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-   -   can you sue? (http://www.diychatroom.com/f19/can-you-sue-93888/)

deaner 01-29-2011 01:27 PM

can you sue?
 
I was wondering if you could sue a contractor in Calgary Alberta, if the job was completed with no permits and an unlicensed plumber?

SPS-1 01-29-2011 01:59 PM

You should really be consulting a lawyer, not a Do-It-Yourself forum.

Ron6519 01-29-2011 04:24 PM

Quote:

Originally Posted by SPS-1 (Post 580405)
You should really be consulting a lawyer, not a Do-It-Yourself forum.

He's planning on going to law school and then suing him.
Ron

dtsman 01-29-2011 04:39 PM

I'm not a lawyer, but I play one online.

The answer is no.

If the work was done and you paid for it the deal is done. The only recourse is reporting him to the building and permits office and they can take action against his licensing and will probably fine him.
You can sue contractors for not performing services that you paid for or what you were promised in a contract, and you want money back.


Bo

Remember,
If the women don't find you handsome,
they should at least find you handy.
(Red Green)

Daniel Holzman 01-29-2011 05:42 PM

If Canada is anything like the States, you can sue the contractor for being ugly, overweight, showing his butt crack, or anything else you can dream up. Whether you can win or not is a totally different question.

mrgins 01-29-2011 05:49 PM

Well gents, I once heard about someone who successfully sued his drug dealer for short shifting him!
I think you can sue the contractor for anything you want and possibly win. Are you suing because of poor workmanship or because of the permit/plumber situation? Depends what your contract said. Did the plumbing pass inspection? If the permit , or lack thereof, wasn't signed off, then you could have a problem selling it or even getting it appraised for a second mortgage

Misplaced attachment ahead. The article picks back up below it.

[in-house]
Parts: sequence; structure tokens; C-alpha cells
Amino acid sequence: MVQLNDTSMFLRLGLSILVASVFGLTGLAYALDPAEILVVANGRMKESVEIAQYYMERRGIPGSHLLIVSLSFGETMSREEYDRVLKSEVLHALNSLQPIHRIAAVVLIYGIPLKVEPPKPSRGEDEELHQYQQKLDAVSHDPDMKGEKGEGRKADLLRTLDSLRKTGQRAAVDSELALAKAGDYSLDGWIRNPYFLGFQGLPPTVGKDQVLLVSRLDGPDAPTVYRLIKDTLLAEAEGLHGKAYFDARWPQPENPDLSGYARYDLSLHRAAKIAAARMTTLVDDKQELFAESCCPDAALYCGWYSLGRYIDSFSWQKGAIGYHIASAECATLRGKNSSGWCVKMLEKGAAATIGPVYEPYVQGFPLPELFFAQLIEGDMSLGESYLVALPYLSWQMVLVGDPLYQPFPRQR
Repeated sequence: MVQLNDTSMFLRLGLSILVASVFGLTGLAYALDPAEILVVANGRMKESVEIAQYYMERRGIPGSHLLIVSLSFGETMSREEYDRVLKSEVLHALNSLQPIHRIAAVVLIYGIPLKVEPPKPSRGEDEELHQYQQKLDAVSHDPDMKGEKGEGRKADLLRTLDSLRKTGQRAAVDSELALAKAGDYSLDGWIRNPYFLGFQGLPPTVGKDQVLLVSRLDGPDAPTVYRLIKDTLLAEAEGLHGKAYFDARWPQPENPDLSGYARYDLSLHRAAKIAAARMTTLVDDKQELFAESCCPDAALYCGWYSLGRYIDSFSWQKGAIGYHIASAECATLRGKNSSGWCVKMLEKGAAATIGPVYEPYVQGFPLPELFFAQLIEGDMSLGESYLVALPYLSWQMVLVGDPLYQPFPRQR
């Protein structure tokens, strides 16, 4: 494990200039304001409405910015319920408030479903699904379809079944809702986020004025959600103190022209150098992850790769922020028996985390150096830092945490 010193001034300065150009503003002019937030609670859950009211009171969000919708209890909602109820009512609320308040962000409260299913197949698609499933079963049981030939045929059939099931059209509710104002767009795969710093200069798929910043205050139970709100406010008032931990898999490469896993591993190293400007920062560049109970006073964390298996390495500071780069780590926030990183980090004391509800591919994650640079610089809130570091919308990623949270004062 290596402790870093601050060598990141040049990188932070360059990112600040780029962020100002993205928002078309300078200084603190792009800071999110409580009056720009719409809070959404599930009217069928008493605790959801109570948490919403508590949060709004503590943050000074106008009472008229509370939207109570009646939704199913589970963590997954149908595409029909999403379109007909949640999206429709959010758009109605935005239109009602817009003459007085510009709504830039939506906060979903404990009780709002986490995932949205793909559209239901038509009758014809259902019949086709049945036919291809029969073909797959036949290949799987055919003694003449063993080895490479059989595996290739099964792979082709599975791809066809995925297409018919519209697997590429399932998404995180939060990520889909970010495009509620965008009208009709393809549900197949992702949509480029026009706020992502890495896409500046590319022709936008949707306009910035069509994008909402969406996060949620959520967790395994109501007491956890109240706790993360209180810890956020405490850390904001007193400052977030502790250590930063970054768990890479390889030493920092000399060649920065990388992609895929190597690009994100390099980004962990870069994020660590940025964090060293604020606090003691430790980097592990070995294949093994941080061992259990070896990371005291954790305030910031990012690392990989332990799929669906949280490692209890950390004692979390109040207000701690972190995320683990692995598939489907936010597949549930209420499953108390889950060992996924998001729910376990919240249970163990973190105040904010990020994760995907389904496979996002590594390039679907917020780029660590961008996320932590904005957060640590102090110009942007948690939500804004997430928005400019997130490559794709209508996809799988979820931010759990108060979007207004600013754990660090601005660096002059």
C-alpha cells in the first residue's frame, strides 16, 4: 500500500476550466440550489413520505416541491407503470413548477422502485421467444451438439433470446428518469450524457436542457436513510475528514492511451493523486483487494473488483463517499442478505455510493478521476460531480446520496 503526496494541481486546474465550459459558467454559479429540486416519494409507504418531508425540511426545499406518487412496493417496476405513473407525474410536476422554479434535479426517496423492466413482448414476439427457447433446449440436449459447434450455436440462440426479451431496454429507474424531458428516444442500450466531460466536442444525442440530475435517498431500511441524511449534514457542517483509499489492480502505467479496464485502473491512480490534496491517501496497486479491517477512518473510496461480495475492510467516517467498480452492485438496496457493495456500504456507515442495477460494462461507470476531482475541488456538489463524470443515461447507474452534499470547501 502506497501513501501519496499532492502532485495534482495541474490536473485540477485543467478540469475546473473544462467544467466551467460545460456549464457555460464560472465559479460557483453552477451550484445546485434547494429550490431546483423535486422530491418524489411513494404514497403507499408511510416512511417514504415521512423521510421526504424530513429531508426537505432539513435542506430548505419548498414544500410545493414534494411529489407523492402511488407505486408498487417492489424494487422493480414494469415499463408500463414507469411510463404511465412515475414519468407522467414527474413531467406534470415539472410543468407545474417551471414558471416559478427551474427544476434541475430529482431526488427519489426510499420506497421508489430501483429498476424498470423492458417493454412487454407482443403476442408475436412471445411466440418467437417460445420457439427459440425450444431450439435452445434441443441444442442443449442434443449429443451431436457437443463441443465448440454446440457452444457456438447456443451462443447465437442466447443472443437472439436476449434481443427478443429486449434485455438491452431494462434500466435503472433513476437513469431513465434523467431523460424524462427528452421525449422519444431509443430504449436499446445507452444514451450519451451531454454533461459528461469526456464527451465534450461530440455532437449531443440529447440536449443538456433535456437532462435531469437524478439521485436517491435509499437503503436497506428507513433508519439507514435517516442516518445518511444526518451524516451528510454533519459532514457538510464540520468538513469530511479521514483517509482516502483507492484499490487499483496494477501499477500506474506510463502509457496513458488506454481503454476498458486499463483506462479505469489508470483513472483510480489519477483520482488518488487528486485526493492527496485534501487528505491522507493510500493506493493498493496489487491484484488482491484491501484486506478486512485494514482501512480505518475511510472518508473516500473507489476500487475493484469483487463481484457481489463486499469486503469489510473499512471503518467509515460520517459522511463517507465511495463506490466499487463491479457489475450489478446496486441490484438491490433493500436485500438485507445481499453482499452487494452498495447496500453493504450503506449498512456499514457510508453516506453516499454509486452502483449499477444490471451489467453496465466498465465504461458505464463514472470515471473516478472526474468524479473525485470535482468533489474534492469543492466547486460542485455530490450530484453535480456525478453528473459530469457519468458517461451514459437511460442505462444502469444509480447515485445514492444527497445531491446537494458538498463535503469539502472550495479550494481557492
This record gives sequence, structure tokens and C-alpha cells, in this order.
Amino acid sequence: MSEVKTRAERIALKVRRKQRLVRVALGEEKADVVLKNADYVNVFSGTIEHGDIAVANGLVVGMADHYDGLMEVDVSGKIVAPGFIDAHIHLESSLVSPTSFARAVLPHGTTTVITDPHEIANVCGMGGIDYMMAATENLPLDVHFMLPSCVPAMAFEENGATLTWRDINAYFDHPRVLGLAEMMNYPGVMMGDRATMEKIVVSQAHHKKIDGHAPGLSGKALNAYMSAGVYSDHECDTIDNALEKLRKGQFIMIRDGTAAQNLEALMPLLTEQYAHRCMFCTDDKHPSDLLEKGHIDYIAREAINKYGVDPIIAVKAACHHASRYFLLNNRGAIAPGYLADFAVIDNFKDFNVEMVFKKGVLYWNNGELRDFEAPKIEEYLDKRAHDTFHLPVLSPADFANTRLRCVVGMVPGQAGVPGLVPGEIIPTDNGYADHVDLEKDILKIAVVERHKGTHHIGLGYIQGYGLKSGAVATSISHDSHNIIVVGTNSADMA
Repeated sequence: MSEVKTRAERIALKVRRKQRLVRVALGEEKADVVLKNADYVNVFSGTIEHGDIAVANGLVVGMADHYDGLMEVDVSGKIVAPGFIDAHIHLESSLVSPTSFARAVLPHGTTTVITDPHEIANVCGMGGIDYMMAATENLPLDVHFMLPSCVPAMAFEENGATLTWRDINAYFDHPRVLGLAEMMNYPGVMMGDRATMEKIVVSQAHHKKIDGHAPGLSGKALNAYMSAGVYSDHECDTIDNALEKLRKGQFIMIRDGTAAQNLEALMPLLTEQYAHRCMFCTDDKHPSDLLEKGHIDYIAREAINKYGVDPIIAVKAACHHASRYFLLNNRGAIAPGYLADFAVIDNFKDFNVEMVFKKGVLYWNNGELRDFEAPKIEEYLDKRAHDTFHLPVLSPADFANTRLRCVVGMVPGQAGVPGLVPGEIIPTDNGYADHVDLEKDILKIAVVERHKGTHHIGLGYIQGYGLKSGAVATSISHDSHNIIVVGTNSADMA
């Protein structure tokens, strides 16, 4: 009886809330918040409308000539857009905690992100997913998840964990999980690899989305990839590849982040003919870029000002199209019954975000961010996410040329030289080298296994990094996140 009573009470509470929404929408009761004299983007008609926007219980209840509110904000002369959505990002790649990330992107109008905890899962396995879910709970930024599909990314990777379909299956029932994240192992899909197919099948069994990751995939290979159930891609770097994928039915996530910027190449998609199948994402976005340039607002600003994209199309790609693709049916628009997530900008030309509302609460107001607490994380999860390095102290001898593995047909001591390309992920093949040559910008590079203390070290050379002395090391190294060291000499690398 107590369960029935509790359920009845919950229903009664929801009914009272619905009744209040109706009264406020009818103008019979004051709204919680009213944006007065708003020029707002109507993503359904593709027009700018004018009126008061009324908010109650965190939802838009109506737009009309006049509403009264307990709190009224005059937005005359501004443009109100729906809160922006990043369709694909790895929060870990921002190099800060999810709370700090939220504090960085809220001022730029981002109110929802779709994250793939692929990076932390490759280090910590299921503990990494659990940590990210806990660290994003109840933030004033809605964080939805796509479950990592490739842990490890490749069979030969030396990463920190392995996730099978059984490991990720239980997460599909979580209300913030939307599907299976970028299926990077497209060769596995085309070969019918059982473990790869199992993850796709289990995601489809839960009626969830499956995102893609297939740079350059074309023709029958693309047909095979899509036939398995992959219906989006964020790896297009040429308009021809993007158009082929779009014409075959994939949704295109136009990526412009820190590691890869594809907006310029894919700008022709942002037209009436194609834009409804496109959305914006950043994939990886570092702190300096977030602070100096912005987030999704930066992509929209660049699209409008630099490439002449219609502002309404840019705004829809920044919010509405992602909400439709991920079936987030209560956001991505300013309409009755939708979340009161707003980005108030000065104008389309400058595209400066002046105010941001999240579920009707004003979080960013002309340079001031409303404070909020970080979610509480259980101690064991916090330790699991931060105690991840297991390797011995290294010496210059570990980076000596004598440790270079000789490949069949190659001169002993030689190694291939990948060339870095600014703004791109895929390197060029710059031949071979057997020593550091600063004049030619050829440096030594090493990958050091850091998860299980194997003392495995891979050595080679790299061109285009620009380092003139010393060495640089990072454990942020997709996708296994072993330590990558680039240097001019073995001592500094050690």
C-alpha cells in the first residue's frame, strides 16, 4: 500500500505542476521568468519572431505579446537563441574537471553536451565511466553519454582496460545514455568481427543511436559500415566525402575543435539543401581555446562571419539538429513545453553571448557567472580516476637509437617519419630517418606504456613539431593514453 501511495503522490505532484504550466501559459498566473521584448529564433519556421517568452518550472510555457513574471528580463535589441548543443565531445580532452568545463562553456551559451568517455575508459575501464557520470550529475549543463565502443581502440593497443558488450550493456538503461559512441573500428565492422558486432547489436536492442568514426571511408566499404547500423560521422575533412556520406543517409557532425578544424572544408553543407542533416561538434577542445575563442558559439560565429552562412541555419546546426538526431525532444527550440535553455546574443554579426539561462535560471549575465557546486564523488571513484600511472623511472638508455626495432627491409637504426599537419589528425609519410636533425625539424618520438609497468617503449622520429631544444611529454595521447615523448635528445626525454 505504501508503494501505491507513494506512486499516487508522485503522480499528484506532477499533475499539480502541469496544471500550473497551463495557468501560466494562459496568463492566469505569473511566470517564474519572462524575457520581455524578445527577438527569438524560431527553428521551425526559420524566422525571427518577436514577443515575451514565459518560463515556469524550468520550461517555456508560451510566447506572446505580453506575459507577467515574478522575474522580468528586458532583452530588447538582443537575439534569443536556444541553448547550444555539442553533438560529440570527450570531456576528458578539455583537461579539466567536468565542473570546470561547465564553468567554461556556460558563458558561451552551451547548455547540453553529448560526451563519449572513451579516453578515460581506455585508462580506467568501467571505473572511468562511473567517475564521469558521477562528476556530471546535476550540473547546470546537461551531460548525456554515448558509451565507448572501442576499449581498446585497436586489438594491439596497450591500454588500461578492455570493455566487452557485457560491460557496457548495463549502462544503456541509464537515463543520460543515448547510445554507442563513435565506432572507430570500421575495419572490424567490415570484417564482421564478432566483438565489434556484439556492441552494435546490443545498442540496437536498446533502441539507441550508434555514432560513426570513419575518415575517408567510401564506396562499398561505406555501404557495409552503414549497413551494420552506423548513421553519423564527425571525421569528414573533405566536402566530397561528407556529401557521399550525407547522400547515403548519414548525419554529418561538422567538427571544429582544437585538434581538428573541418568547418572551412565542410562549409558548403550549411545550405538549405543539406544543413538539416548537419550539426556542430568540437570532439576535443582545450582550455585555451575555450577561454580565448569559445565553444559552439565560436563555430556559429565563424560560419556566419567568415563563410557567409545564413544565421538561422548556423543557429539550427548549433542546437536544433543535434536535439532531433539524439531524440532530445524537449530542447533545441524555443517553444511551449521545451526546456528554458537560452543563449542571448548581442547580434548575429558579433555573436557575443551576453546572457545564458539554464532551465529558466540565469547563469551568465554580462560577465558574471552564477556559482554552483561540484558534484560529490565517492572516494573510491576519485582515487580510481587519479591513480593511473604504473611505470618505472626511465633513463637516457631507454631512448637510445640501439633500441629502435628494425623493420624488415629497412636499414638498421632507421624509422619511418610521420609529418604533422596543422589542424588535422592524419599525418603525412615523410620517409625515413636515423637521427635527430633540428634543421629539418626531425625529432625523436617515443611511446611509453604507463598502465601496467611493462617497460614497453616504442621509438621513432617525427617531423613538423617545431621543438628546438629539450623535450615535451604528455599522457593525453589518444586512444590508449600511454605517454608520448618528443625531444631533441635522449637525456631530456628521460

Windows 01-29-2011 05:53 PM

Quote:

Originally Posted by Daniel Holzman (Post 580569)
If Canada is anything like the States, you can sue the contractor for being ugly, overweight, showing his butt crack, or anything else you can dream up. Whether you can win or not is a totally different question.

Canada has been much different from the States in terms of litigating, but sadly it is becoming more similar.

concretemasonry 01-29-2011 05:57 PM

Does what you included in the agreement say that it must be done according to code and inspected or was it just casual agreement. If you have no proof of what was agreed on, you are on very thin ice.

If permits are required, the home owner normally has an obligation to get a permit in one way or another to protect the value of the property. This obligation is usually specified in advance so everyone knows what the situation is.

The supplier of the labor and/or materials for improvements to the propery may be entitled to file a lien, depending on the local laws. If the contractor can produce a "paper trail", he can prove he enhanced your property value.

Dick


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